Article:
4. Arbitrary Promotion

Harrington identified one of the biggest management problems with the TSA: Its arbitrary system of promotion.

“I saw signs of rampant cronyism and favoritism at O’Hare while I was there, and the emails I’ve received from around the country contain similar observations,” he wrote. “And it’s not just me seeing this: Last year, the Equal Employment Opportunity Commission announced it would launch an investigation after a Department of Homeland Security Inspector General report found ‘rampant’ favoritism at the TSA.”

3. Certified

The former TSA agent called the agency’s annual re-certification system its second-biggest failing.

The system involves a TSA supervisor observing an agent perform mock searches on test subjects — and that’s it. It’s a nearly two-hour test that requires agents perform pretend searches, and that’s how they become “certified.”

“In practice, this meant that screeners who were rude to co-workers and passengers or just generally incompetent but had made it through their probationary period could hang onto their jobs by learning to work the system. All they had to do was give a convincing two-hour performance once a year—their conduct the rest of the time carried relatively little weight,” Harrington wrote.

An air traveler places his shoes in a bin before passing through the Transportation Security Administration (TSA) security check at Los Angeles International Airport (LAX) on February 20, 2014 in Los Angeles, California. The TSA recently launched a PreCheck program that allows those enrolled in a trusted traveler network to enter about 100 US airports through a special security lane where they dont have to take off shoes, belts and jackets or remove laptops, liquids or gels. AFP PHOTO / ROBYN BECK ROBYN BECK/AFP/Getty Images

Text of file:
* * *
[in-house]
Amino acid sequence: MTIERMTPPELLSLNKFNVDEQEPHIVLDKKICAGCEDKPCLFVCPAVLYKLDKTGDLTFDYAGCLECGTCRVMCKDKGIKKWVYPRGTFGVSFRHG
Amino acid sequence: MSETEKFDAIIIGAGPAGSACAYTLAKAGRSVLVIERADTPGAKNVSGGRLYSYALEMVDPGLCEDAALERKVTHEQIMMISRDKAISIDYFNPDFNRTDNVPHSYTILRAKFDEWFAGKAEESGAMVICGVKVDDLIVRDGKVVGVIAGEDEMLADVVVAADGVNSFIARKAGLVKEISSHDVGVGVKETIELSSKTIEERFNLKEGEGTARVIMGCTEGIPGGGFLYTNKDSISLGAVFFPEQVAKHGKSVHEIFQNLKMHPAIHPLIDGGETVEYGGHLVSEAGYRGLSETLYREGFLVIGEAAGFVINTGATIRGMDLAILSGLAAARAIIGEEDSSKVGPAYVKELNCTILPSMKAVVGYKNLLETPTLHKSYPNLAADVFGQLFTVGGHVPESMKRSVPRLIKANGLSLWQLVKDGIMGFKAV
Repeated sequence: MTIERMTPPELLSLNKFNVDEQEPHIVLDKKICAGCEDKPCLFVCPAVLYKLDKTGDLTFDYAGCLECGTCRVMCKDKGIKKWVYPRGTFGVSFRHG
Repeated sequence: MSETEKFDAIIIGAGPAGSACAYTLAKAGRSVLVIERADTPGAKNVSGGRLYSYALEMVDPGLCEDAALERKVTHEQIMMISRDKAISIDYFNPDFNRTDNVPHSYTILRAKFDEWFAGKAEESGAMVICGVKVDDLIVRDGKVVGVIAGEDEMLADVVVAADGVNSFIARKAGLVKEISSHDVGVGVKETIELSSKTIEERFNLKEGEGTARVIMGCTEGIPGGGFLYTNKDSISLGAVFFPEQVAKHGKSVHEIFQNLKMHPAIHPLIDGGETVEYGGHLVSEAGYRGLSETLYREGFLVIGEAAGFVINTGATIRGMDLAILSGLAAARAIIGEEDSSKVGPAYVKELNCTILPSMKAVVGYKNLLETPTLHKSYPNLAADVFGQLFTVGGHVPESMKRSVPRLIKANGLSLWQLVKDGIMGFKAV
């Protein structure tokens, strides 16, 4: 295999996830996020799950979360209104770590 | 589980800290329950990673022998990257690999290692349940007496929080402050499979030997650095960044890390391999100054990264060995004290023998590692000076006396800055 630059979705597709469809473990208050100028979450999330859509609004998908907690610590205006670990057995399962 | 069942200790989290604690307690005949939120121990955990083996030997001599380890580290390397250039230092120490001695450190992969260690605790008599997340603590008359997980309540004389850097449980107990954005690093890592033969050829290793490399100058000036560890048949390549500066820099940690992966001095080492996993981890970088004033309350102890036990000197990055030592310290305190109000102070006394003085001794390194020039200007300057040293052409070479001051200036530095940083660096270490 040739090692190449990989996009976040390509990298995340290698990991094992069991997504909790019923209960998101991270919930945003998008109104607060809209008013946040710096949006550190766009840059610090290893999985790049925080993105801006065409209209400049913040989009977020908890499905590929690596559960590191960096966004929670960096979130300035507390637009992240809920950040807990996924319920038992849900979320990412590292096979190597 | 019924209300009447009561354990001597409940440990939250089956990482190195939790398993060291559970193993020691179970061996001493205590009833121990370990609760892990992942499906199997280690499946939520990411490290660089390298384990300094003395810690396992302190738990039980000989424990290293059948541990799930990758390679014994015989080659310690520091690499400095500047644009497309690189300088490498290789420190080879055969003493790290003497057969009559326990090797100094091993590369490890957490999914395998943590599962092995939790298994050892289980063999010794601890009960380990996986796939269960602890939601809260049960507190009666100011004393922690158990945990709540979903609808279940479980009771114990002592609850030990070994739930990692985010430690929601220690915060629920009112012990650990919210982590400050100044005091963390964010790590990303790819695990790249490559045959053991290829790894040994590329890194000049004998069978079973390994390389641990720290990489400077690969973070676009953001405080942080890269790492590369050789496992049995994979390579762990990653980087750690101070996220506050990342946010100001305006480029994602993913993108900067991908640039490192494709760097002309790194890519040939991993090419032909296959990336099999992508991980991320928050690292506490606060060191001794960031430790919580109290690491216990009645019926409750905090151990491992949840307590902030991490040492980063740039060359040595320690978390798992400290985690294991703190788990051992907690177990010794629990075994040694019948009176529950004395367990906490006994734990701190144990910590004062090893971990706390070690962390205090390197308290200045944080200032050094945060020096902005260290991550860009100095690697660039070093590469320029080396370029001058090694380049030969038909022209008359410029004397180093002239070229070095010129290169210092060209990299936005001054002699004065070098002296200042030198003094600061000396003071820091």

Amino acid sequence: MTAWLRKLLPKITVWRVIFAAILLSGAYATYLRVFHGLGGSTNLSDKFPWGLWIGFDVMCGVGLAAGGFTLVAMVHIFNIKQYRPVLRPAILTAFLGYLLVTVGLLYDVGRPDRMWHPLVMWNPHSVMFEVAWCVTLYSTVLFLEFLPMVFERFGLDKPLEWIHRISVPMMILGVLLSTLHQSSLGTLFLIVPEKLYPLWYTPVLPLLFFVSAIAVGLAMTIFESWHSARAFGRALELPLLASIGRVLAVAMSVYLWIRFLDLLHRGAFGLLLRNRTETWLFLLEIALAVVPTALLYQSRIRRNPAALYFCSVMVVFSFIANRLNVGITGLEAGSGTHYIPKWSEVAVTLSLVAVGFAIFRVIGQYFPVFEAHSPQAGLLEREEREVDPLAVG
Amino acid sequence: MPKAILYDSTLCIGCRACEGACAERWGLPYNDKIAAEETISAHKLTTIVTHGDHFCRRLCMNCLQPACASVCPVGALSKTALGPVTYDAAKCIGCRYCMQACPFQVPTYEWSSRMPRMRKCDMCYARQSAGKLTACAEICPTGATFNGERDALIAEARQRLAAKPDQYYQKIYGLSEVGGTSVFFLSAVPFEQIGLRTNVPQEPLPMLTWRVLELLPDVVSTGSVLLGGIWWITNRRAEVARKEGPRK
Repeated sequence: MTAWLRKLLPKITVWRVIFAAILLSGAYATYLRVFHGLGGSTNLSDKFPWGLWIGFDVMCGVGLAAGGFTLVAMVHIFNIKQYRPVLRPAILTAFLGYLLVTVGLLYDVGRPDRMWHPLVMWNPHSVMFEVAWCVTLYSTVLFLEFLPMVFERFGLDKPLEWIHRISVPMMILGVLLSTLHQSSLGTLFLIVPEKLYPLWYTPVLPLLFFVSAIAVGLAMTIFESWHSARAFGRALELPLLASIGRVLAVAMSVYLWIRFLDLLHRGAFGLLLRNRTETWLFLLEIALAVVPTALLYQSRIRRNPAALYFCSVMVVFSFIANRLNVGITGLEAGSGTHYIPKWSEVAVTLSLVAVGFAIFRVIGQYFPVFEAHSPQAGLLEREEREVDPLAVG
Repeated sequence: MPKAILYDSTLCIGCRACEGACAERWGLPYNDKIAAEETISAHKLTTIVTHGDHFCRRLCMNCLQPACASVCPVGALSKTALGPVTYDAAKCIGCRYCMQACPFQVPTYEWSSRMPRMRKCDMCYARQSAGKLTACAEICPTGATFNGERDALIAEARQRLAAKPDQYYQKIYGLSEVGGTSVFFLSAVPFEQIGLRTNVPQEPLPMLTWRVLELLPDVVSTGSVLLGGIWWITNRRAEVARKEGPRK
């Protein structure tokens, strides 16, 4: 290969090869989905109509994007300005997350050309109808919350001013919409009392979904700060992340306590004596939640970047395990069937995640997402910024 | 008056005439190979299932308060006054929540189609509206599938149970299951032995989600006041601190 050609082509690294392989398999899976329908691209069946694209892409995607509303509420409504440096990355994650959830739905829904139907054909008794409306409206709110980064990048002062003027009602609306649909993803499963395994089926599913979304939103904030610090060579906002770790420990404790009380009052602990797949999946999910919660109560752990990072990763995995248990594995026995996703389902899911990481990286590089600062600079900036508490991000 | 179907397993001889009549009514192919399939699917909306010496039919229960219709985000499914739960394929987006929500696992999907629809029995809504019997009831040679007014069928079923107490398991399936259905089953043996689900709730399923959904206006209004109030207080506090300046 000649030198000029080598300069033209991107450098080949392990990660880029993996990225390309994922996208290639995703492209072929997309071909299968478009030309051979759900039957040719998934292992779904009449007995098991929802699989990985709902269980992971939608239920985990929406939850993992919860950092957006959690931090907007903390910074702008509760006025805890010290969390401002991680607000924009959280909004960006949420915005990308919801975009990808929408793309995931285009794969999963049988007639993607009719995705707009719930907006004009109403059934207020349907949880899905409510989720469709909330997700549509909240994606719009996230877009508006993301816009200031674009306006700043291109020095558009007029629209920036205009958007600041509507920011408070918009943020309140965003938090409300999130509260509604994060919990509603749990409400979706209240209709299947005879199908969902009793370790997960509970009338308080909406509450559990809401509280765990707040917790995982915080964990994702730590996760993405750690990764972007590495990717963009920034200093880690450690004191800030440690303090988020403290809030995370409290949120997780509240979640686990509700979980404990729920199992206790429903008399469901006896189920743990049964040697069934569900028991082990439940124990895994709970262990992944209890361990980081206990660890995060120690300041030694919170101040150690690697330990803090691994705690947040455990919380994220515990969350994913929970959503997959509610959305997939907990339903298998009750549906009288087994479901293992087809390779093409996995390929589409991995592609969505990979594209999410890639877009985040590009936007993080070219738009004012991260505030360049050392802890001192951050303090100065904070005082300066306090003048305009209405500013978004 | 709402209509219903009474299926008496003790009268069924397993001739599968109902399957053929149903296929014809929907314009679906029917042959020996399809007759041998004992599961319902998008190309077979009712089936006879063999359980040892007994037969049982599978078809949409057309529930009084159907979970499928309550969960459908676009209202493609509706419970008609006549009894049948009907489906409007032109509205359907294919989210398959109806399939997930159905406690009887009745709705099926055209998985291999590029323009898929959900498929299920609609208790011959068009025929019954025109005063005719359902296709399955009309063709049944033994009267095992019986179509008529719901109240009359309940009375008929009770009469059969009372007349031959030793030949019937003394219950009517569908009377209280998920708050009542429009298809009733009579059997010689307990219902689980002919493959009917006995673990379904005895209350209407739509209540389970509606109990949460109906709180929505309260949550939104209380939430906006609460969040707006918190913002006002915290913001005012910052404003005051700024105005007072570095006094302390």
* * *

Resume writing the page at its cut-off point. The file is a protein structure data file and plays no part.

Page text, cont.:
An air traveler places his shoes in a bin before passing through the TSA security check at Los Angeles International Airport, Feb. 20, 2014 in Los Angeles. (Getty Images)

2. No One Is Listening

Yellow complaint cards are available at airports to anyone who wants to voice their concerns about the TSA.

But no one actually reads them.

“[T] he yellow complaint cards passengers are given to voice their concerns are widely regarded as a joke by TSA supervisors,” according to Harrington. “’Rarely does anyone actually read those’ was something I heard all the time.”

1. Billion Dollar Babies

The U.S. government has sunk more than $1 billion into a program that pays so-called “behavior detection officers” to look for suspicious behavior among travelers.

“A decade in, we’ve now spent a billion dollars on the program despite the fact that it’s based on pseudoscience that has been debunked in one study after another, and there’s no proof it has turned up even one terrorist threat,” Harrington wrote. “Many of the Behavior Detection Officers I knew at O’Hare privately admitted that their program amounted to a lot of walking around all day getting paid a lot of money for doing nothing.”